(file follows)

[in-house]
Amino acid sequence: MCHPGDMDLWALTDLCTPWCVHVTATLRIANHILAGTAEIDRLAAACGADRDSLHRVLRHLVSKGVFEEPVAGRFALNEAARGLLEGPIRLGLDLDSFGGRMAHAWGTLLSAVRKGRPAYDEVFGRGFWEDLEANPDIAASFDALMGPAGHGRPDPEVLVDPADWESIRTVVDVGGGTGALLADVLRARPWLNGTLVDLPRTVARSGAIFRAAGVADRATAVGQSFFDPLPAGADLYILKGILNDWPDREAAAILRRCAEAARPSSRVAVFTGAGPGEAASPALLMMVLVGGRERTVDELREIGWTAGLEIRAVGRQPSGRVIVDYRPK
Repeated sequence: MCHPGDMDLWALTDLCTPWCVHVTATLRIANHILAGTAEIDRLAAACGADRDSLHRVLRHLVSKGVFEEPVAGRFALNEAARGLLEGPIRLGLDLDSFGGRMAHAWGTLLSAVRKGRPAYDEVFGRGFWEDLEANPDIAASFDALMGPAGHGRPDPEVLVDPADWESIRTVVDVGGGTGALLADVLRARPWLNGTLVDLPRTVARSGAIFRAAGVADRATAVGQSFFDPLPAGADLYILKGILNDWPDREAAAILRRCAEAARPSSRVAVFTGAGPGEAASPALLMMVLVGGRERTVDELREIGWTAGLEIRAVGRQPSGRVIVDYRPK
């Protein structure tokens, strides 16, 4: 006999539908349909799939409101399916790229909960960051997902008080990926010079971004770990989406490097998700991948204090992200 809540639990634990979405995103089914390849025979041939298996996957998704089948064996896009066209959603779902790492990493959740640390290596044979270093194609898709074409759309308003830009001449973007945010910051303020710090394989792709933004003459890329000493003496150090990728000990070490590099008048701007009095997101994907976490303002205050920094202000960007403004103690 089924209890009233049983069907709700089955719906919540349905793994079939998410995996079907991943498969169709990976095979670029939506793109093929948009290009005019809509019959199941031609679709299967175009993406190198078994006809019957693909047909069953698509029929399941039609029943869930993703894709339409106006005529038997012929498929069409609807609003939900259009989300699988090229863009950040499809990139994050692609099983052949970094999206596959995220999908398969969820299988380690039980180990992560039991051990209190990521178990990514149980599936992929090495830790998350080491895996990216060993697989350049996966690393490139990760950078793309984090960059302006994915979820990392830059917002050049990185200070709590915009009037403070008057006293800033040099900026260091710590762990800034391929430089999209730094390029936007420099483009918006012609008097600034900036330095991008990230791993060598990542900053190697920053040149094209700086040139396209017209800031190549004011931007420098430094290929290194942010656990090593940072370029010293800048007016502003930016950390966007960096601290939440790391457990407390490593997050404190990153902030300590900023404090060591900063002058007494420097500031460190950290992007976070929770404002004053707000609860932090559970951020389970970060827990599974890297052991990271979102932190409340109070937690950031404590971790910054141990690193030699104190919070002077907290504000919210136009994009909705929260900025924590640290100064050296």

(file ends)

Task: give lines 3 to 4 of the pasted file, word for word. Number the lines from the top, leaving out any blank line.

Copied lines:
Repeated sequence: MCHPGDMDLWALTDLCTPWCVHVTATLRIANHILAGTAEIDRLAAACGADRDSLHRVLRHLVSKGVFEEPVAGRFALNEAARGLLEGPIRLGLDLDSFGGRMAHAWGTLLSAVRKGRPAYDEVFGRGFWEDLEANPDIAASFDALMGPAGHGRPDPEVLVDPADWESIRTVVDVGGGTGALLADVLRARPWLNGTLVDLPRTVARSGAIFRAAGVADRATAVGQSFFDPLPAGADLYILKGILNDWPDREAAAILRRCAEAARPSSRVAVFTGAGPGEAASPALLMMVLVGGRERTVDELREIGWTAGLEIRAVGRQPSGRVIVDYRPK
């Protein structure tokens, strides 16, 4: 006999539908349909799939409101399916790229909960960051997902008080990926010079971004770990989406490097998700991948204090992200 809540639990634990979405995103089914390849025979041939298996996957998704089948064996896009066209959603779902790492990493959740640390290596044979270093194609898709074409759309308003830009001449973007945010910051303020710090394989792709933004003459890329000493003496150090990728000990070490590099008048701007009095997101994907976490303002205050920094202000960007403004103690 089924209890009233049983069907709700089955719906919540349905793994079939998410995996079907991943498969169709990976095979670029939506793109093929948009290009005019809509019959199941031609679709299967175009993406190198078994006809019957693909047909069953698509029929399941039609029943869930993703894709339409106006005529038997012929498929069409609807609003939900259009989300699988090229863009950040499809990139994050692609099983052949970094999206596959995220999908398969969820299988380690039980180990992560039991051990209190990521178990990514149980599936992929090495830790998350080491895996990216060993697989350049996966690393490139990760950078793309984090960059302006994915979820990392830059917002050049990185200070709590915009009037403070008057006293800033040099900026260091710590762990800034391929430089999209730094390029936007420099483009918006012609008097600034900036330095991008990230791993060598990542900053190697920053040149094209700086040139396209017209800031190549004011931007420098430094290929290194942010656990090593940072370029010293800048007016502003930016950390966007960096601290939440790391457990407390490593997050404190990153902030300590900023404090060591900063002058007494420097500031460190950290992007976070929770404002004053707000609860932090559970951020389970970060827990599974890297052991990271979102932190409340109070937690950031404590971790910054141990690193030699104190919070002077907290504000919210136009994009909705929260900025924590640290100064050296």